Far too many times, I’ve forgotten to do it until a week or two before the trip and then looked to see 10,000 things that need to be rebooked. Annoying!

#2. Add a day on either side

Whenever I travel for business, I do my best to arrive the day before and leave the day after the event. I used to try to avoid any extra expenses and make my stay as short as possible, but this increased my stress tenfold.

Now, I’m much more realistic about needing time to fully enjoy the event and not rushing to get there and back.

I also make sure not to schedule any appointments on travel days because there’s nothing worse than rushing to make a call after 12 hours of traveling.

#3. Set expectations early

When it comes to clients, I make sure to let them know at least 30 days in advance — and remind them frequently!

Generally, travel will impact calls, and sometimes turnaround times, so it’s important to plan ahead. If clients have plenty of notice, we can work together to ensure smooth handling of their tasks.

Balancing Your Personal Life

As a small business owner, business and personal are often inexplicably intertwined. So while business boundaries are essential, so too are personal ones. The boundaries you have (or don’t have) in your personal life are intrinsically related to your business success and your overall health and happiness.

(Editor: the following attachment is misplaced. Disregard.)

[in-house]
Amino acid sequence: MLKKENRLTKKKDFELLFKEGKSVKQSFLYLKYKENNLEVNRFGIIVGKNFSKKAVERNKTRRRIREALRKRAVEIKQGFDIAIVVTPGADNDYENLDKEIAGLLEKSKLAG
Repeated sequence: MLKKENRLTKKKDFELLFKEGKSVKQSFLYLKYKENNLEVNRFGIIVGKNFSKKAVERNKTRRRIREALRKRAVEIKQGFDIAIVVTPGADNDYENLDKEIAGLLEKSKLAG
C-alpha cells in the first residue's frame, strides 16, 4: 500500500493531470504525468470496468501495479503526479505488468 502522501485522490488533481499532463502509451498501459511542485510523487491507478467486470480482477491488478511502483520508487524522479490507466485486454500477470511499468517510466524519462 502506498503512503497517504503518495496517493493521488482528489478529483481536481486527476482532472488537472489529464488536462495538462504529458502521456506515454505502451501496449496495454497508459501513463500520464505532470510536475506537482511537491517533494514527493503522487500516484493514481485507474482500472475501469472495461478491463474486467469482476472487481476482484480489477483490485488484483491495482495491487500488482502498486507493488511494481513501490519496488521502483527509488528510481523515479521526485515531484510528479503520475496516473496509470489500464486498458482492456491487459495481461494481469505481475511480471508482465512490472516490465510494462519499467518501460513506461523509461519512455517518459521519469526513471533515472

Establishing boundaries that work for you is the first step to improving everything. What works for you is the barometer I´d use to measure pretty much everything.

There’s no perfect answer to what your personal boundaries should look like. There’s only what makes sense for your life right now. And what makes sense today may change in three months or stay consistent for three years. Focus on the boundaries that you need in your life to make both your business and your life work — and throw out the rest.

At the end of the day, you’re in charge, so what works for your wins!

How No Is an Important Part of Setting Boundaries With Clients

As you’re working on setting boundaries with clients, you’ll often find that saying no becomes an integral part of the process. Service providers very often focus on delivering (over delivering really!) and serving clients so much that they forget to stop and ask if they really should be doing something.

In fact, saying no can actually help you earn more in your business.

Consider the power of:

  • Letting go of less than ideal clients who are taking too much time.
  • Saying no to clients who don’t want to follow your processes.
  • Saying no to potential clients that aren’t a good fit.
  • Saying no to projects you aren’t excited about.

Taking on less than ideal clients and projects you don’t like leads to major drains on your business, energy, and bottom line. By saying no you’re opening yourself up to having the space to say yes to better opportunities!

When you’re overwhelmed in your businesses with the wrong things, it can be impossible to make the changes you need to add in the right things. But saying no can shift that balance in the right direction.

So, what can you say no to that isn’t helping you achieve your goals?

By focusing on setting boundaries with clients and in your personal life, you will improve so many things in your business and your life. It takes work, but you’ll be glad you made the effort in the long run!

setting boundaries with clients